RASCOE: No, that is a good point, you know, because, as you say, Jessica is a very sensitive character, and she is at times fearful. And speaking, you know, of the - you have two stepdaughters in the film, Pyper Braun as Alice, and that's the young girl who does have the imaginary friend. And then Taegen Burns...

WISE: Yep.

RASCOE: ...As Taylor, who's, like, the older teenager. What was it like acting in a movie where your closest co-stars are children?

WISE: It is both a joy and a responsibility. The joy is our director, Jeff Wadlow, pointed out that, well, DeWanda, you like working with kids because they come prepared. Like, if you're working - there will never be a moment where you work with a young performer, and they're like, oh, I don't know my lines. That doesn't exist.

RASCOE: Oh, because they have...

WISE: That does not - you...

RASCOE: ...To. They...

WISE: They just do - I mean, it's not even necessarily that they have to. It's just that's just who you are when you're, like, 8 and 16. And then the responsibility is, as No. 1 on the call sheet, you know, as a leader, that you are modeling behavior for them. They're learning technique from you. They're learning set conduct. So there's a tremendous amount of responsibility.

RASCOE: You know, I mean, there are always deeper themes in horror movies. And this one - it's really also about family and what it means to be a mother and what it means to - because you are a stepmom, trying to win over your stepkids and have this blended family. You know, talk to me about what it is saying about family dynamics and the - being a - you know, someone's kind of surrogate mother.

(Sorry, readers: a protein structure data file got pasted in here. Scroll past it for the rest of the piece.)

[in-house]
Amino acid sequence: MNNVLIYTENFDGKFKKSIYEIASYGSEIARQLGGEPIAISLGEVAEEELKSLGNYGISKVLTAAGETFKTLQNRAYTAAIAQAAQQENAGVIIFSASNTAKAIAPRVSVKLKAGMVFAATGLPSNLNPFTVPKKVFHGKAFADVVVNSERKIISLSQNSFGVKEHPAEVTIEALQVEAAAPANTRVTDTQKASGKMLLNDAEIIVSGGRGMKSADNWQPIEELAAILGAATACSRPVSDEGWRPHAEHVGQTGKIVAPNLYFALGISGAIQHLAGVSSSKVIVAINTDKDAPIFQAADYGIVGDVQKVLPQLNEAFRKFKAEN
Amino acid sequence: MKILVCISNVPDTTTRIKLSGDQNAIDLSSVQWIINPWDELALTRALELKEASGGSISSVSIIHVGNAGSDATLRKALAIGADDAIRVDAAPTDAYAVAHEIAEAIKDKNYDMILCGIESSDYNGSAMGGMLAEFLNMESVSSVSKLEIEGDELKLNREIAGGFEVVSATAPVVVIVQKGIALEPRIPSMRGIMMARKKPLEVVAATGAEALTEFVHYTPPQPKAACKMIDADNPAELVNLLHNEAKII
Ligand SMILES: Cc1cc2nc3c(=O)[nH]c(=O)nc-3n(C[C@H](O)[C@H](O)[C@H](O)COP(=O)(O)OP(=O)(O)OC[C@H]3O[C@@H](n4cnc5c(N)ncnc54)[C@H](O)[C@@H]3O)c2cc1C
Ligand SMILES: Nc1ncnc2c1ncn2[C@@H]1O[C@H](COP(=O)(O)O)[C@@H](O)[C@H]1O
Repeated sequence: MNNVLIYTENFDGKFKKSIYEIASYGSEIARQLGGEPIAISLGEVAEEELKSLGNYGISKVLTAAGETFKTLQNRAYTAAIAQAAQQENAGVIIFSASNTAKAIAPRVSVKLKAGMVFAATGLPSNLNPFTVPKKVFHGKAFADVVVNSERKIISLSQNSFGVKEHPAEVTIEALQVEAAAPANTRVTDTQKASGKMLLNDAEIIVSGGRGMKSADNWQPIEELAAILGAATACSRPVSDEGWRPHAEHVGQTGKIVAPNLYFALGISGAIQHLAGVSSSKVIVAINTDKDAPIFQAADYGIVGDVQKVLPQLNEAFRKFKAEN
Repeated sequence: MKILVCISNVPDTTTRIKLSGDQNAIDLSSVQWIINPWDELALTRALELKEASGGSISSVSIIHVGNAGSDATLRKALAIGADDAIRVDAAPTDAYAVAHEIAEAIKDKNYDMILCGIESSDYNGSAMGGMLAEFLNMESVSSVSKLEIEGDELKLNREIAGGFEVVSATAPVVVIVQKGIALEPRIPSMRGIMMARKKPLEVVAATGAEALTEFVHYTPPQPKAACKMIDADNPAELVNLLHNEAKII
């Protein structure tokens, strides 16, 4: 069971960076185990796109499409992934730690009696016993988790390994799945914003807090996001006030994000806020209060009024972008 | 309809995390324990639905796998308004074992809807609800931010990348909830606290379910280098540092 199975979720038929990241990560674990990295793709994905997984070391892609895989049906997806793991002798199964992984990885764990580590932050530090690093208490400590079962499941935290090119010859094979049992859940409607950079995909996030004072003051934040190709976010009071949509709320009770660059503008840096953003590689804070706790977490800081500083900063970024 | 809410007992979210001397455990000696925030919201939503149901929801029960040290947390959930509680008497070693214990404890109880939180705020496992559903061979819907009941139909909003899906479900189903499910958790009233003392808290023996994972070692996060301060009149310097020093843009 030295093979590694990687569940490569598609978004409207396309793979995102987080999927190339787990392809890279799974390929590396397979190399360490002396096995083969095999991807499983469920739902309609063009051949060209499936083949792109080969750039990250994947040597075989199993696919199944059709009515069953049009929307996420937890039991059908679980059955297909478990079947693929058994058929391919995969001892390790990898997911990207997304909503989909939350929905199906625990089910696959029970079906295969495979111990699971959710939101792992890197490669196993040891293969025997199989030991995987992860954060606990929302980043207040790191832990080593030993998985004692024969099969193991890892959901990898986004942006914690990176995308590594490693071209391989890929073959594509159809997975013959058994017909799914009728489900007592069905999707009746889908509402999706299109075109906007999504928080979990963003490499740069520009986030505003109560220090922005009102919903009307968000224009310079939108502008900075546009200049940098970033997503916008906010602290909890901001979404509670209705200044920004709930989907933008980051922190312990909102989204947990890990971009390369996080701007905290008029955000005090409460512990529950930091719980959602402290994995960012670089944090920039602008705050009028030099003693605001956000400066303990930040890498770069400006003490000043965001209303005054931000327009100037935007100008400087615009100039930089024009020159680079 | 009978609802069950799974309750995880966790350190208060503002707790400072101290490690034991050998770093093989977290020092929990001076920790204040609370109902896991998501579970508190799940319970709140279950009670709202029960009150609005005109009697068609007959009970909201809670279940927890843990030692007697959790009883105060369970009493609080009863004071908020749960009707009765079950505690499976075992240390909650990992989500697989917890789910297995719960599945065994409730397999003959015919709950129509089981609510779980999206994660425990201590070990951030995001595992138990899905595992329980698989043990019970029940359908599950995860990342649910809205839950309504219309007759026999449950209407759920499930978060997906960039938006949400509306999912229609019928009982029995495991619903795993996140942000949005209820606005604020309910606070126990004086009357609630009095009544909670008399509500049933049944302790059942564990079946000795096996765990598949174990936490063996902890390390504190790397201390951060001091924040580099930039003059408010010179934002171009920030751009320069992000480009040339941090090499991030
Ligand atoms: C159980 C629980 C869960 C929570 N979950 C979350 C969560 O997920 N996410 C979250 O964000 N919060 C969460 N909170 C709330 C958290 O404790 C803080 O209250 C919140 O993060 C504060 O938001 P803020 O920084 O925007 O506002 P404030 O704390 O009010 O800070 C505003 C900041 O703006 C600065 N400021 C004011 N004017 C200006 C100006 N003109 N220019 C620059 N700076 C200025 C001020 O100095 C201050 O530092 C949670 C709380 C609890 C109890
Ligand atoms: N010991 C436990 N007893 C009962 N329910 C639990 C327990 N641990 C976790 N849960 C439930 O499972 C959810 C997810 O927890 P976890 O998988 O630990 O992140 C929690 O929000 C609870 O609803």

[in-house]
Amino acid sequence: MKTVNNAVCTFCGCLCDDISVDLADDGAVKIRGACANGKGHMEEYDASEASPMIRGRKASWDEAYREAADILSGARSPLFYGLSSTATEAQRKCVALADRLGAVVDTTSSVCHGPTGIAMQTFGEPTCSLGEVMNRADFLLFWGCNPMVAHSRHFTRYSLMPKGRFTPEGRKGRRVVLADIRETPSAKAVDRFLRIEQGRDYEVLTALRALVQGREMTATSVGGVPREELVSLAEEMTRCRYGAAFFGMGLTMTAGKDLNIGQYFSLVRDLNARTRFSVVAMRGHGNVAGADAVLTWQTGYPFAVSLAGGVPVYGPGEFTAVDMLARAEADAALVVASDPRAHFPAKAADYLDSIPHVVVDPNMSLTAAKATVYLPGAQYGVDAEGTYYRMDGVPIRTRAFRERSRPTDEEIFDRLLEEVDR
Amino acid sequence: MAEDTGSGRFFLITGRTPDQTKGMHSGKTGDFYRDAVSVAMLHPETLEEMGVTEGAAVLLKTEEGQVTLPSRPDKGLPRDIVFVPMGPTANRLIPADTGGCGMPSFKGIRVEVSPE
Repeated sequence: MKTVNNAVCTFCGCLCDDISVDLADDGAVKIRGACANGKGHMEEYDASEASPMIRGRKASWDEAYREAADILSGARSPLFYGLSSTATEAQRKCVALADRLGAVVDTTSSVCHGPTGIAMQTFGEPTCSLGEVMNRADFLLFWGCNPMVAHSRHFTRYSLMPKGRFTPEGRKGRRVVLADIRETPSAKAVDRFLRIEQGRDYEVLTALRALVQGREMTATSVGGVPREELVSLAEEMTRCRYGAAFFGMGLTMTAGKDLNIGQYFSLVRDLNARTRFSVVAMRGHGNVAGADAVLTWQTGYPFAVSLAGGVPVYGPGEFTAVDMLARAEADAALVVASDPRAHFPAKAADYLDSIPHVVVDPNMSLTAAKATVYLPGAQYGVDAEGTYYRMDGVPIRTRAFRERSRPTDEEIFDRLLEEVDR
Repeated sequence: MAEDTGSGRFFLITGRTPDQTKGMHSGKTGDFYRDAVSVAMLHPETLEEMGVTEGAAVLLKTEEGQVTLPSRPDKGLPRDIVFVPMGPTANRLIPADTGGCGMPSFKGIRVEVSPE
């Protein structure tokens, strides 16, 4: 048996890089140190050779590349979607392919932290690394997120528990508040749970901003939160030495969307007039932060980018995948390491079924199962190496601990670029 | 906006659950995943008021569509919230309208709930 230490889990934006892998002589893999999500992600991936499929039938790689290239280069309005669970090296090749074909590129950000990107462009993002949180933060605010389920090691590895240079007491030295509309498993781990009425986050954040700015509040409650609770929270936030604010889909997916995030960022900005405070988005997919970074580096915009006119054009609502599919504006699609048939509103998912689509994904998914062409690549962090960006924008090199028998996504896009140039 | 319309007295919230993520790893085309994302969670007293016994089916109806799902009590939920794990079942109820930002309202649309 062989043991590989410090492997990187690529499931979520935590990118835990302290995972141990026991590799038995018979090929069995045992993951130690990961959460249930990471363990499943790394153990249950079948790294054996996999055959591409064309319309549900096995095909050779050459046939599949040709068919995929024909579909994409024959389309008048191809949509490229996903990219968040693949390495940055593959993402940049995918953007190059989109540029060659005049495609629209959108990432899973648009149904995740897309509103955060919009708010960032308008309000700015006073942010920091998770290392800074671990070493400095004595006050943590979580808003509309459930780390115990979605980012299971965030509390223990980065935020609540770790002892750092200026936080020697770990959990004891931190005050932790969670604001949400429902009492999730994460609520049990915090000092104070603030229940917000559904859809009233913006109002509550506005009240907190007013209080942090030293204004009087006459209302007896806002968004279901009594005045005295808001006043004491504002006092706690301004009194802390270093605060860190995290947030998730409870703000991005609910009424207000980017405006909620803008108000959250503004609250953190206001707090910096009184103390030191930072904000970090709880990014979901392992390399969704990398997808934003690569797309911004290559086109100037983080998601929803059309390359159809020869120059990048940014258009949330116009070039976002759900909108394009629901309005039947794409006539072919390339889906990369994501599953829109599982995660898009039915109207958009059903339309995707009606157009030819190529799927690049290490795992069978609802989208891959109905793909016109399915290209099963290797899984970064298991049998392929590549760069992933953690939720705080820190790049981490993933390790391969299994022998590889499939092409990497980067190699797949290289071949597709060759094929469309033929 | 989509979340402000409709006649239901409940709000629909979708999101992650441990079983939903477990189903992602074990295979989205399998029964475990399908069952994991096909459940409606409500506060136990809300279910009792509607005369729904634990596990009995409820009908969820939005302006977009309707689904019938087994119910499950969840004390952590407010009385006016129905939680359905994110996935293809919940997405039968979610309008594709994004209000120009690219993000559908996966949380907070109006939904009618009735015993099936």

WISE: Yeah. I think something about Jessica that was really fun to explore was her eagerness. You get this sense at the beginning of the movie that, like, she wants to be a family now (laughter).

RASCOE: Yeah.

WISE: You know, and so much of her need and her eagerness comes from just feeling like she didn't really have that growing up. So it's both something that she desires for herself and something that she desires for Alice and Taylor - for them to not only love but also feel loved. And there's a mutual kind of, like, need for all three of them.

RASCOE: You've played a lot of different roles in a lot of very different films, from Netflix's, you know, "She's Gotta Have It," which was, you know, a series, to the blockbuster "Jurassic World Dominion." And now you're in "Imaginary." Are there roles or genres that you want to get into next or go back to?

WISE: I have not done - I'm a child. You're so funny. I haven't done a disaster movie.

RASCOE: OK.

WISE: I don't know how I haven't played a witch or a vampire yet, so I haven't done that yet. I really want to do something that's, like, mid-century - so, like, '40s, '50s, '60s.

RASCOE: Oh, OK.

WISE: Haven't done that.

RASCOE: Yeah, yeah.

WISE: And that's - like, those are my top, you know? I'm always rearing to go back to comedies 'cause I just - they're just so fun. But, you know, I got some plans. I still got some hopes and dreams.

RASCOE: Well, that - of course, of course. Well, DeWanda Wise, star of the horror movie "Imaginary," out in theaters now. Thank you for joining us.

WISE: Thank you. You've been such a delight.

(SOUNDBITE OF SVEN WUNDER'S "BLACK IRIS") Transcript provided by NPR, Copyright NPR.

NPR transcripts are created on a rush deadline by an NPR contractor. This text may not be in its final form and may be updated or revised in the future. Accuracy and availability may vary. The authoritative record of NPR’s programming is the audio record.

Ayesha Rascoe is a White House correspondent for NPR. She is currently covering her third presidential administration. Rascoe's White House coverage has included a number of high profile foreign trips, including President Trump's 2019 summit with North Korean leader Kim Jong Un in Hanoi, Vietnam, and President Obama's final NATO summit in Warsaw, Poland in 2016. As a part of the White House team, she's also a regular on the NPR Politics Podcast.